Cultural health capital: A theoretical approach to understanding health care interactions and the dynamics of unequal treatment

J Health Soc Behav. 2010 Mar;51(1):1-15. doi: 10.1177/0022146509361185.


In this article, I propose and define the new concept of cultural health capital, based on cultural capital theories,to help account for how patient-provider interactions unfold in ways that may generate disparities in health care. I define cultural health capital as the repertoire of cultural skills, verbal and nonverbal competencies, attitudes and behaviors, and interactional styles, cultivated by patients and clinicians alike, that, when deployed, may result in more optimal health care relationships. I consider cultural health capital alongside existing frameworks for understanding clinical interactions, and I argue that the concept of cultural health capital offers theoretical traction to help account for several dynamics of unequal treatment. These dynamics include the often nonpurposeful, habitual nature of culturally-mediated interactional styles; their growing importance amidst sociocultural changes in U.S. health care; their direct and indirect effects as instrumental as well as symbolic forms of capital; and their ability to account for the systematic yet variable relationship between social status and health care interactions.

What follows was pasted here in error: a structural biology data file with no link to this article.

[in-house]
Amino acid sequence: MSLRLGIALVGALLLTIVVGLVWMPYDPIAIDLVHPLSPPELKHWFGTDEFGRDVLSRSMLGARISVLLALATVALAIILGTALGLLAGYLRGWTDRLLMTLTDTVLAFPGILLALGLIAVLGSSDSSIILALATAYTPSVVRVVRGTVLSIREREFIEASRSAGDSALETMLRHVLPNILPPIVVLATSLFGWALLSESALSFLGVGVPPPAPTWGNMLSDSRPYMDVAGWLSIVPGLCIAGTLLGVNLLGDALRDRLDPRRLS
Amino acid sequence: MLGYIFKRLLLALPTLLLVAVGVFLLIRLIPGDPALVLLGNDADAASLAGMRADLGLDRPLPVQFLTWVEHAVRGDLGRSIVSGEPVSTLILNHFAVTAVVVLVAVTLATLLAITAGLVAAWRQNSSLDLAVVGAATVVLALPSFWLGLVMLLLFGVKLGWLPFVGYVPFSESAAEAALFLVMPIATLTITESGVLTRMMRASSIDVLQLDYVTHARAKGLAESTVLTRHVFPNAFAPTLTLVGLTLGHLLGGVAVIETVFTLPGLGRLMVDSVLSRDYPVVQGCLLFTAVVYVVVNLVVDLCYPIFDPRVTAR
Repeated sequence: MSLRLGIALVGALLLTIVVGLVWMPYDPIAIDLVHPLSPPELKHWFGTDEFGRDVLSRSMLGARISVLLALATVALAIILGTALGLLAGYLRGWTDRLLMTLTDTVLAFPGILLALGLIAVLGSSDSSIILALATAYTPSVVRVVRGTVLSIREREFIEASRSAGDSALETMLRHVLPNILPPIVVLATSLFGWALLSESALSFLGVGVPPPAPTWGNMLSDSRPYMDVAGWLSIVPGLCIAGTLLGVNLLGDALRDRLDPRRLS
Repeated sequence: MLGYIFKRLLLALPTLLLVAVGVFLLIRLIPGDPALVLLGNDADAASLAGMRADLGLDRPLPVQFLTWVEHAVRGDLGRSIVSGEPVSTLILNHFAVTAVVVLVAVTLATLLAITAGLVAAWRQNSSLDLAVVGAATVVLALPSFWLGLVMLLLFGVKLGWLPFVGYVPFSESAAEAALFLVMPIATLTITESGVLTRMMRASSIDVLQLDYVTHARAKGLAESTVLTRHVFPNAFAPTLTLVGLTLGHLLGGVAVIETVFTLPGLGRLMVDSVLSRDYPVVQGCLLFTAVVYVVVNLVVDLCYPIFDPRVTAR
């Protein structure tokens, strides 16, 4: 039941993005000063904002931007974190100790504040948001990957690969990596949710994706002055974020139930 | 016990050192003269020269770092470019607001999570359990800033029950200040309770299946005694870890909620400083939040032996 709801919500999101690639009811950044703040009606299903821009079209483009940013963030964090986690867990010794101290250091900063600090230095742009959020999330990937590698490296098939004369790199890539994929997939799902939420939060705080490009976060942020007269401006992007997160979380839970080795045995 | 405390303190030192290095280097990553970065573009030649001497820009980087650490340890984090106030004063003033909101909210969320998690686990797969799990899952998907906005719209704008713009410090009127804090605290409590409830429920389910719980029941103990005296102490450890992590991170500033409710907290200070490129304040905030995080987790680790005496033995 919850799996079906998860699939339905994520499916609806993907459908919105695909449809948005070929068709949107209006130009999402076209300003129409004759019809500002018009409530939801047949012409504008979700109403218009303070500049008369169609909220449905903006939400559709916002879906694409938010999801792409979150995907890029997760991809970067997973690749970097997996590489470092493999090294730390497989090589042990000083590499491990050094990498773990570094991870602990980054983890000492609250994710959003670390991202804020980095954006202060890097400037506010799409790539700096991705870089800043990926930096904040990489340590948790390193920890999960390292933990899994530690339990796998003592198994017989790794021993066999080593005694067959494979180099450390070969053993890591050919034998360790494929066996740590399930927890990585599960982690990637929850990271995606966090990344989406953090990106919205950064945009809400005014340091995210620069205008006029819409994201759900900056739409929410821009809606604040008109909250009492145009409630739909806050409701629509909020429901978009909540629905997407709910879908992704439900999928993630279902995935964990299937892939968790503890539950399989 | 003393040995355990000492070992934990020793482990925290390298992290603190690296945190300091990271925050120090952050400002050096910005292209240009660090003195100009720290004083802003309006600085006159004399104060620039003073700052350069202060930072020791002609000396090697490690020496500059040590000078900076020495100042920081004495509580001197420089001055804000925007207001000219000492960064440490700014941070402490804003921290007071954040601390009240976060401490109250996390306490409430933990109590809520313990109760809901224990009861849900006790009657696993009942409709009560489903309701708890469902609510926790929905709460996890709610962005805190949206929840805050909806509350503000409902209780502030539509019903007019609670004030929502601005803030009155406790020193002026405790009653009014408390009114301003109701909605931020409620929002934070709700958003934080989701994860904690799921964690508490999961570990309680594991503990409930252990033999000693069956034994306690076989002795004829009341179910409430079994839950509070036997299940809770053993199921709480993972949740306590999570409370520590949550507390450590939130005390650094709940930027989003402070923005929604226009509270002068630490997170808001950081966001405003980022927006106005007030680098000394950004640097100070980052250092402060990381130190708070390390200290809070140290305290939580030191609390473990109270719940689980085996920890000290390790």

Publication types

  • Research Support, N.I.H., Extramural
  • Research Support, U.S. Gov't, Non-P.H.S.
  • Research Support, U.S. Gov't, P.H.S.

MeSH terms

  • Cultural Competency*
  • Culture*
  • Healthcare Disparities*
  • Humans
  • Professional-Patient Relations*